A business partner and myself were talking about smart phones yesterday. Our Blackberry’s have seen better days and they’re beginning to drop calls, lose emails and the quality of the phone calls has also been declining.
“I want to buy a better smart phone,” he said, “and I considered an iPhone.” And then he stopped and looked at me sheepishly.
“But what?” I asked.
“But I just don’t want to give my money to Steve Jobs ,” he finished. “I know it’s crazy, he doesn’t need my cash, but there’s something about that guy I don’t like.”
We talked more and my friend said that Apple’s founder presented himself as “too smart for the rest of us” and “more cocky than confident.” Sure, the iPhone has great business applications, and would help him view websites, update social media and do everything else you wanted – I heard that the phone can also cook dinner.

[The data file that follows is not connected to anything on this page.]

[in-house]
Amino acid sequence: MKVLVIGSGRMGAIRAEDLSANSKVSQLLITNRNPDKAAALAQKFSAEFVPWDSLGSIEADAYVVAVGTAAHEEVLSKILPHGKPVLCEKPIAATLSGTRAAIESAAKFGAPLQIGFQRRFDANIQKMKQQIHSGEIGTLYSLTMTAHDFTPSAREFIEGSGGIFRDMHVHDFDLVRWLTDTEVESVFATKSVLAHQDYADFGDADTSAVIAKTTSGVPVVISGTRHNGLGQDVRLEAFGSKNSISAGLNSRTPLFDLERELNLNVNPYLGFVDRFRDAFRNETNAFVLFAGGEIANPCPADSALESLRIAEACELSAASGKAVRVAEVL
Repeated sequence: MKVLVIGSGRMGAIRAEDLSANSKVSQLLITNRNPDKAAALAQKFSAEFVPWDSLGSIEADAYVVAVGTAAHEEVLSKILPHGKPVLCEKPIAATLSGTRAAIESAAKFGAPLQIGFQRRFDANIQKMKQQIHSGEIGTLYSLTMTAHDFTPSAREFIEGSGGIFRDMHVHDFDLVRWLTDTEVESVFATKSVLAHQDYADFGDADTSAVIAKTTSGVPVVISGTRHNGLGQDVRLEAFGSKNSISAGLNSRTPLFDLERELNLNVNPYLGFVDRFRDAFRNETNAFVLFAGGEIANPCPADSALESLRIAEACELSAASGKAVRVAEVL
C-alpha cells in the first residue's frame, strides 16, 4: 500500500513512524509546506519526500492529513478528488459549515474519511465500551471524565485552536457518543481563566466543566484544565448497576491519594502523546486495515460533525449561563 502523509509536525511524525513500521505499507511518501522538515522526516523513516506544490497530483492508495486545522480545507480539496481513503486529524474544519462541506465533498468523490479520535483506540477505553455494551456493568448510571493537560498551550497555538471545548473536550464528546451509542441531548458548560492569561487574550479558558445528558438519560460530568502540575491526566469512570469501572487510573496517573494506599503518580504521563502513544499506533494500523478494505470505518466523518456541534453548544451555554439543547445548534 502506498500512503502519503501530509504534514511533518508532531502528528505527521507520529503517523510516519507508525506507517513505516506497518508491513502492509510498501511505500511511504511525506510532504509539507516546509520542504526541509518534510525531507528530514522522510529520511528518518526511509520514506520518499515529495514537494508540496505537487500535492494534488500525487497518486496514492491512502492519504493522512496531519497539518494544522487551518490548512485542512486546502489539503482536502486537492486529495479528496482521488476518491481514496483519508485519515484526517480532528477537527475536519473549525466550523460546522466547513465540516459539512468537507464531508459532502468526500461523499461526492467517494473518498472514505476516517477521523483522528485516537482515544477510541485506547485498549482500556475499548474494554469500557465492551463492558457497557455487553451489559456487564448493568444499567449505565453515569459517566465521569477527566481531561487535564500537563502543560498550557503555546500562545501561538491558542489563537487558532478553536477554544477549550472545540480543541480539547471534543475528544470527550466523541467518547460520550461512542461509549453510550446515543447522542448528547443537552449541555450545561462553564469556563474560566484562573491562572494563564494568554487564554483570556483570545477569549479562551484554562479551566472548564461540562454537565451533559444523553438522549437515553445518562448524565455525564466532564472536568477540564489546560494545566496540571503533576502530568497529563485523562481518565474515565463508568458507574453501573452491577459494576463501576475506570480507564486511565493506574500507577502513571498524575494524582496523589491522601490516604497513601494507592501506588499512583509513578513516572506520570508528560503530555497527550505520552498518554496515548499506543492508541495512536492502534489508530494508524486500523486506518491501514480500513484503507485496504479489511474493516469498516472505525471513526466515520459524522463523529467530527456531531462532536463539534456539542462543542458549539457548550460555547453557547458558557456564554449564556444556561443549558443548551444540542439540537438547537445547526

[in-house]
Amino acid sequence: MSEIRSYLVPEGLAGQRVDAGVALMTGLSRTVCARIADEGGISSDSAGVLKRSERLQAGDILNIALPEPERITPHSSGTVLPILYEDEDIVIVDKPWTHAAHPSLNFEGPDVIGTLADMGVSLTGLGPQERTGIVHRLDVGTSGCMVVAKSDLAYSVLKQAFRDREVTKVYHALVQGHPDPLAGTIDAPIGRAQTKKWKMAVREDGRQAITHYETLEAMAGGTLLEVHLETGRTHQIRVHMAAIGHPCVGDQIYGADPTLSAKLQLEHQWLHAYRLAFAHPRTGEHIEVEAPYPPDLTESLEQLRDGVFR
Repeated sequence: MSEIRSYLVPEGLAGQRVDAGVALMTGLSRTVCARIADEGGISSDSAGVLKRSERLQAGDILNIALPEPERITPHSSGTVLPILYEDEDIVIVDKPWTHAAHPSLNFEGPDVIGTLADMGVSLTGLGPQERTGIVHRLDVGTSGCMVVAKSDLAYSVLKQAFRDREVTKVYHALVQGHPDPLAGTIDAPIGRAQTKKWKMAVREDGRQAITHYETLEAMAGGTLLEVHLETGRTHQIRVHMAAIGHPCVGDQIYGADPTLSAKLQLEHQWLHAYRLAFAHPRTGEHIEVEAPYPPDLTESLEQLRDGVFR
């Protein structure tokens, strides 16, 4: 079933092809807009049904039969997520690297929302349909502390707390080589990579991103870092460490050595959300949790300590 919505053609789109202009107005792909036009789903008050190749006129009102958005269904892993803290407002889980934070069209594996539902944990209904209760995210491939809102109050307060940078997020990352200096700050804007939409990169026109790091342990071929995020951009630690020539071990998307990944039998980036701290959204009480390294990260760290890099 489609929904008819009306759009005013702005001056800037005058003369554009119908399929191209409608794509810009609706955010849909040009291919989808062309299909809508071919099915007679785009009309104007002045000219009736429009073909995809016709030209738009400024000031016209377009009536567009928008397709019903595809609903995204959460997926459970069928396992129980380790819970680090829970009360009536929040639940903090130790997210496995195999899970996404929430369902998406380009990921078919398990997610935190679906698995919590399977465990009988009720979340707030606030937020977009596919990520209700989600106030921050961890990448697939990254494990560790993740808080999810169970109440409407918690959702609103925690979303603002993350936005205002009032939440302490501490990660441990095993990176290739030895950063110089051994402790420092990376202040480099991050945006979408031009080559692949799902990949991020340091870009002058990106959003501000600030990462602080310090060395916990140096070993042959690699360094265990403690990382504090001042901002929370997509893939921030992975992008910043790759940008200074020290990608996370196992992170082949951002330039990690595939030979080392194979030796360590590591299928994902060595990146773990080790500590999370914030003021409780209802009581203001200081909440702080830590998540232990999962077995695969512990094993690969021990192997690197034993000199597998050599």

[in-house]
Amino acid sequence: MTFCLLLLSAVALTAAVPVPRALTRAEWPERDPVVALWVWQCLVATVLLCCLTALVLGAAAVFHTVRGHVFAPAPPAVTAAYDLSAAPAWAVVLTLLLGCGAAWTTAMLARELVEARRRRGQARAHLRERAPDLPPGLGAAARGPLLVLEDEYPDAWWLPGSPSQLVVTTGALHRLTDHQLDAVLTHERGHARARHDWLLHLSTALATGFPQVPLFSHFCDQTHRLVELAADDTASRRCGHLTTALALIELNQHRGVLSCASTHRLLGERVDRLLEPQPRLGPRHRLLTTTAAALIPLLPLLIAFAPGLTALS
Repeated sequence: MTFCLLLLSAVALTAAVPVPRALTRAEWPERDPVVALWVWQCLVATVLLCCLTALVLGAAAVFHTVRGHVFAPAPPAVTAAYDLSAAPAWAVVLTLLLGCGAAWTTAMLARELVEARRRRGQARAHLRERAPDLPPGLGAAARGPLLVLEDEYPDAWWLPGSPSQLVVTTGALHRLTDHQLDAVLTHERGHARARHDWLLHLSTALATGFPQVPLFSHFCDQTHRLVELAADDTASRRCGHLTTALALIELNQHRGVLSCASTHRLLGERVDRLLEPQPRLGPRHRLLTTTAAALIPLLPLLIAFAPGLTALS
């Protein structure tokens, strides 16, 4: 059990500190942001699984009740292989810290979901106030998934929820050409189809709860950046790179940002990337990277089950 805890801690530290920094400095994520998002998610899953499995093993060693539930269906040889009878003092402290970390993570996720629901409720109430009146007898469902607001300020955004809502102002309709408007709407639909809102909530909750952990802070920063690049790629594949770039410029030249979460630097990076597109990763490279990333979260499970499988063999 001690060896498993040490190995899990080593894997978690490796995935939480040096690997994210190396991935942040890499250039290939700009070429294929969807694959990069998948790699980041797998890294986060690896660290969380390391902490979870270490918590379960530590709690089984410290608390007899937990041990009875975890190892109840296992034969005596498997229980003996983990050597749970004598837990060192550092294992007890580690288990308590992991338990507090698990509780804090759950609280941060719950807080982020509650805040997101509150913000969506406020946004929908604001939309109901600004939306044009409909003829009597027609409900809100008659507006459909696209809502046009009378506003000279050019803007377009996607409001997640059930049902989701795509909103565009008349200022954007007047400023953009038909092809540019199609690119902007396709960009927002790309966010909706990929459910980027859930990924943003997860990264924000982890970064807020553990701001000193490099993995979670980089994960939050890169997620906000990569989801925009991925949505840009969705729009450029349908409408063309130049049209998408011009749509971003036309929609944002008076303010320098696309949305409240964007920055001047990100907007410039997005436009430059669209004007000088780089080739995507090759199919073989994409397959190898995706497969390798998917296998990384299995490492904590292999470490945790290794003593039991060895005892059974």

But it kept coming back to Steve Jobs.
“That’s why I’m buying a Droid,” he said. “Just like an iPhone, but that guy doesn’t get my money.”
“But the corporate overlords at Google and Verizon do,” I said.
“Yeah, but I don’t know who they are, so I don’t care as much.”
There it is. The Apple brand and Steve Jobs personality are so closely aligned (and why shouldn’t they be?) that my friend decided to give someone else the business. Someone he admitted to not even knowing.
Brand recognition and power are two of the Holy Grails of any business or individual. Money, time and loads of effort are brought forth to create a brand, nurture it, and grow it to where people immediately recognize it, and equate it with a service or product. When a personality, or person, becomes associated with a brand great events can occur.
But in the case of my friend, Apple and Steve Jobs it was the direct opposite.